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Portrait Photography

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    SURYARGHYA
    6 Sep 2012 - 4:18 PM

    In portrait photography does the subject always need to look into the lens? What points should keep in mind when shoot in black and white or in color?

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    StuartAt
    StuartAt e2 Member 91032 forum postsStuartAt vcard England6 Constructive Critique Points
    6 Sep 2012 - 7:33 PM

    All depends on the style you are after, I think there are merits in both direct eye contact and also the 'looking away' look. Many portrait photographers like the eye contact as it suggests a connection between the subject and the viewer.

    User_Removed
    6 Sep 2012 - 7:59 PM

    No.

    As a relative newcomer to portrait photography (landscapes, wildlife and still life are my "bags") I am finding that the most important factor in portrait photography is lighting. Even out of doors.

    denton2.jpg

    That one, of model Laura Slater was taken at a John Denton workshop recently.

    SURYARGHYA
    12 Sep 2012 - 5:57 AM

    If only one side of a subject is shown in a pic like this one.. Could it be consider as a portrait?
    sam-0277.jpg

    779HOB
    779HOB  21019 forum posts United Kingdom
    12 Sep 2012 - 6:41 AM


    Quote: If only one side of a subject is shown in a pic like this one.. Could it be consider as a portrait?

    I think so.

    por·trait 
    noun; a likeness of a person, especially of the face, as a painting, drawing, or photograph.

    arhb
    arhb e2 Member 72231 forum postsarhb vcard United Kingdom68 Constructive Critique Points
    12 Sep 2012 - 10:18 AM

    In my eyes, portrait photography covers a wide spectrum that is based around photographing people.
    It is up to the individual to express themself in a way that they want to, with or without direction of the tog,
    and it is the photographers responsibility to capture this individual expression as well as they possibly can.

    A good understanding of light will always be helpful, as it will help you to direct your subject in posing at the right angle,
    relative to the light direction, whether natural or flash.

    HTH.

    miptog
    miptog  83532 forum posts United Kingdom61 Constructive Critique Points
    12 Sep 2012 - 2:52 PM


    Quote: In portrait photography does the subject always need to look into the lens?


    NO


    Quote: What points should keep in mind when shoot in black and white or in color?

    B&W generally works better if it is high contrast

    Colours should compliment the face rather than distract

    Focus_Man
    Focus_Man  4481 forum posts United Kingdom631 Constructive Critique Points
    12 Sep 2012 - 4:03 PM

    The answer is no but there are occasions when the eye contact between the photographer and the sitter is invaluable.

    ratedkg
    ratedkg  1 United States
    29 Sep 2012 - 5:36 AM


    Quote: No.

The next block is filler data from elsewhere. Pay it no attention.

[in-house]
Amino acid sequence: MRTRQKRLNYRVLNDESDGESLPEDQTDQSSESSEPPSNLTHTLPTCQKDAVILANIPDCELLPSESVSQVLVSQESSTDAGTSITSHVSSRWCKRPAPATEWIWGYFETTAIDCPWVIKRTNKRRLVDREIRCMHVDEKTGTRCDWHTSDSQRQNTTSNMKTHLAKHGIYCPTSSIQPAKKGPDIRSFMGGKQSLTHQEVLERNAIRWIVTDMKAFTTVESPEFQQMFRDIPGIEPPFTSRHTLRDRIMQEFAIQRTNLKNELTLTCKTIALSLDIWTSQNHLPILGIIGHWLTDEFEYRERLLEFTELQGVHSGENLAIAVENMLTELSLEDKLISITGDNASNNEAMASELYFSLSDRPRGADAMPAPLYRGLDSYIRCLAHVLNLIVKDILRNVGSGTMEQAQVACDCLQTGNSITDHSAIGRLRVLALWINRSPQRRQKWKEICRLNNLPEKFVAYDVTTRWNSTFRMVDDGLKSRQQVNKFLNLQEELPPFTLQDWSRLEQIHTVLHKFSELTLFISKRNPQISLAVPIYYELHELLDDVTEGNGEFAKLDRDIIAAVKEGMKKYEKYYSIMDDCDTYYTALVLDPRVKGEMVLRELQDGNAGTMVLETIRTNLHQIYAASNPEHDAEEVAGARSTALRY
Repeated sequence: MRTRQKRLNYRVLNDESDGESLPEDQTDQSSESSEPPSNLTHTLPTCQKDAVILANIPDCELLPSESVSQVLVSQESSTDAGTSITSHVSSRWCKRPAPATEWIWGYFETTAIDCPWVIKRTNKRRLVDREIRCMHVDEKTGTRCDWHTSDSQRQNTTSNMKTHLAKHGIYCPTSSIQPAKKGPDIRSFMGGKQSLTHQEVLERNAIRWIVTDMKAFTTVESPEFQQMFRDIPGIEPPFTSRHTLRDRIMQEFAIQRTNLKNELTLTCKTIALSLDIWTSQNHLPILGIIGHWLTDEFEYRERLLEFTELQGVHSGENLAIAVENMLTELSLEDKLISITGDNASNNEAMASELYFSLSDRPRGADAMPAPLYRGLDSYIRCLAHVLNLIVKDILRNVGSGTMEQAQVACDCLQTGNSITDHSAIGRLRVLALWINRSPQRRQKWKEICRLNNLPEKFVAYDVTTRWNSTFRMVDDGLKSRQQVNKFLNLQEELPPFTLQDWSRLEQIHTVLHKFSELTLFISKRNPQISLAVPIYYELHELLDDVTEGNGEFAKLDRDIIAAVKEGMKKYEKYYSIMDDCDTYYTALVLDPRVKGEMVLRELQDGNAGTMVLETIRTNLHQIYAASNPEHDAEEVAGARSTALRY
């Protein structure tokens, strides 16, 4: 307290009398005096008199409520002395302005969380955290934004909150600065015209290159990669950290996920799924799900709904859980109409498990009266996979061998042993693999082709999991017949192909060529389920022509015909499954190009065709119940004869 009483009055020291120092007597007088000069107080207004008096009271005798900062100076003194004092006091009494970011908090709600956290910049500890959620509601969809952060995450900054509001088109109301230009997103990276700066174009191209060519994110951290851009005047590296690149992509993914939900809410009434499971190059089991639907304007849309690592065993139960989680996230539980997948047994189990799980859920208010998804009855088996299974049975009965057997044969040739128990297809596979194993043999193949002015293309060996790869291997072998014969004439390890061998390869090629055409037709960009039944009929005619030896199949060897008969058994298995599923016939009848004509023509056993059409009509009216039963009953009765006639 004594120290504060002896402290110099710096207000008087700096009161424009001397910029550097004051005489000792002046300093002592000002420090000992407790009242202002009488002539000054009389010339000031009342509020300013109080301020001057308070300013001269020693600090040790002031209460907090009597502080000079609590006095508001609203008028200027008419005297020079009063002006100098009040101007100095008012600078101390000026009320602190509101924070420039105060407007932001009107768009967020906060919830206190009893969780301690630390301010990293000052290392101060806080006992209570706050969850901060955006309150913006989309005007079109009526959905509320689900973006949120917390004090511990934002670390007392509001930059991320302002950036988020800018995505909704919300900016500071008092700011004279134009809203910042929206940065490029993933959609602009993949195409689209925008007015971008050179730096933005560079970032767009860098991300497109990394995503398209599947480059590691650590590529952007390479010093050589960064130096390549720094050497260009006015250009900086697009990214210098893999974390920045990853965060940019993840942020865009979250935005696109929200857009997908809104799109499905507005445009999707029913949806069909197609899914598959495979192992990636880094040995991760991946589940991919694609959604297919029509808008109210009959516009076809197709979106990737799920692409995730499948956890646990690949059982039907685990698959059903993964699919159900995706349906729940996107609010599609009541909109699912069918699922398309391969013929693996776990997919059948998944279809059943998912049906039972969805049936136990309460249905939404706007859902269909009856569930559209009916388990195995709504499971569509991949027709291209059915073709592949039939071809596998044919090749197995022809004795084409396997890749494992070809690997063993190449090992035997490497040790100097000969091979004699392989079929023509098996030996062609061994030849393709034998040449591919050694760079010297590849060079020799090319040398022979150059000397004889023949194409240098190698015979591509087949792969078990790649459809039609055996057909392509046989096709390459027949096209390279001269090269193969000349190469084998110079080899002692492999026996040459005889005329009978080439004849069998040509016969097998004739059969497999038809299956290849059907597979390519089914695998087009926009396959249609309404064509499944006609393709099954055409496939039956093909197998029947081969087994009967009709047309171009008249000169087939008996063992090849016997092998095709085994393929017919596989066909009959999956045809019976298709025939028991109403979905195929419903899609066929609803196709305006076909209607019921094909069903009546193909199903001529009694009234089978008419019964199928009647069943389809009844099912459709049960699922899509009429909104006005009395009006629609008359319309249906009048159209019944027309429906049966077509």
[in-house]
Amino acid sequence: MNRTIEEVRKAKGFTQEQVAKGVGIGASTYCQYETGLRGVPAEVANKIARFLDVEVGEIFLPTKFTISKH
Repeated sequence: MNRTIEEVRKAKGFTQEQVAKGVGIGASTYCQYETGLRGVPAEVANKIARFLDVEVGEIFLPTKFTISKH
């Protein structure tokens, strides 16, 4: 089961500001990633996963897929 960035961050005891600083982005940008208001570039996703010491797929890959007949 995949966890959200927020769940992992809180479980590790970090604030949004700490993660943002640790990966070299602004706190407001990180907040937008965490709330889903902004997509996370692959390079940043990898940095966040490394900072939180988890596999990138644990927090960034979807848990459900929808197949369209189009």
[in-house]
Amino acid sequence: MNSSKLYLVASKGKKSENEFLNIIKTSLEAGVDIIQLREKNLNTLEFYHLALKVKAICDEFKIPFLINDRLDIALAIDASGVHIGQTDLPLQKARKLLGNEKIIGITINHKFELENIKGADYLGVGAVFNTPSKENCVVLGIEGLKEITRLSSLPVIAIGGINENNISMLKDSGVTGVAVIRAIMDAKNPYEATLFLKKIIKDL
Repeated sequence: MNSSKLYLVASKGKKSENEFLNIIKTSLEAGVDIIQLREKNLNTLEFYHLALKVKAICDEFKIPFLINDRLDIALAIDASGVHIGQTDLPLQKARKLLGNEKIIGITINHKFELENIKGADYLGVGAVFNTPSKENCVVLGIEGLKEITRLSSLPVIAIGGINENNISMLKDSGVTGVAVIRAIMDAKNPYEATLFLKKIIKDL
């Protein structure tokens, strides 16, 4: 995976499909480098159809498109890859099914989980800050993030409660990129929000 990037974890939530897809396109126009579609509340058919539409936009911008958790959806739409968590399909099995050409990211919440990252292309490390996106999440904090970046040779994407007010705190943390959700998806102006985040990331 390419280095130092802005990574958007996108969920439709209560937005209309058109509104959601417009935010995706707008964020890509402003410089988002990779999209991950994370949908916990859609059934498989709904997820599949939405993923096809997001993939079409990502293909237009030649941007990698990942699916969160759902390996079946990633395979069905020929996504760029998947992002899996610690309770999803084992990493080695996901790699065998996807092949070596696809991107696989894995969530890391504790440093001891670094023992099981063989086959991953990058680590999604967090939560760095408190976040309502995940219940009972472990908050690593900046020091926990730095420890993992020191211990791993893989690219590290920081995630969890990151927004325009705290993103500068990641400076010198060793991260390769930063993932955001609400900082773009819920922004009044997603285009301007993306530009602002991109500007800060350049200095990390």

As a relative newcomer to portrait photography (landscapes, wildlife and still life are my "bags") I am finding that the most important factor in portrait photography is lighting. Even out of doors.



    That one, of model Laura Slater was taken at a John Denton workshop recently.

    This is a great shot. I bought a muslin backdrop last year from Aura Backdrop and the design is almost the same. It's good and it's one of my customer's top choices but, of course, the real deal will always different. Wink

    Last Modified By Moderator Team at 29 Sep 2012 - 7:52 AM
    ade_mcfade
    ade_mcfade e2 Member 1014794 forum postsade_mcfade vcard England216 Constructive Critique Points
    30 Sep 2012 - 4:35 PM


    Quote: In portrait photography does the subject always need to look into the lens? What points should keep in mind when shoot in black and white or in color?

    Do both on a shoot. Getting them to look just to the side of the lens is often nice.

    Paul Morgan
    Paul Morgan e2 Member 1315238 forum postsPaul Morgan vcard England6 Constructive Critique Points
    30 Sep 2012 - 4:40 PM


    Quote: In portrait photography does the subject always need to look into the lens? What points should keep in mind when shoot in black and white or in color?

    No not at all, the main thing is to capture them looking natural and at ease.

    hobbo
    hobbo e2 Member 3793 forum postshobbo vcard England2 Constructive Critique Points
    30 Sep 2012 - 5:40 PM

    A number of subjects might be able to have one eye on the lens and the other anywhere else Wink

    Seriously though........I think both looking and not are perfectly acceptable.

    Hobbo

    bigalguitarpicker
    30 Sep 2012 - 10:48 PM


    Quote: A number of subjects might be able to have one eye on the lens and the other anywhere else Wink

    Seriously though........I think both looking and not are perfectly acceptable.

    Hobbo

    ROTFL!SmileSmileWink
    One eye looking at you and one looking for you? GrinGrin

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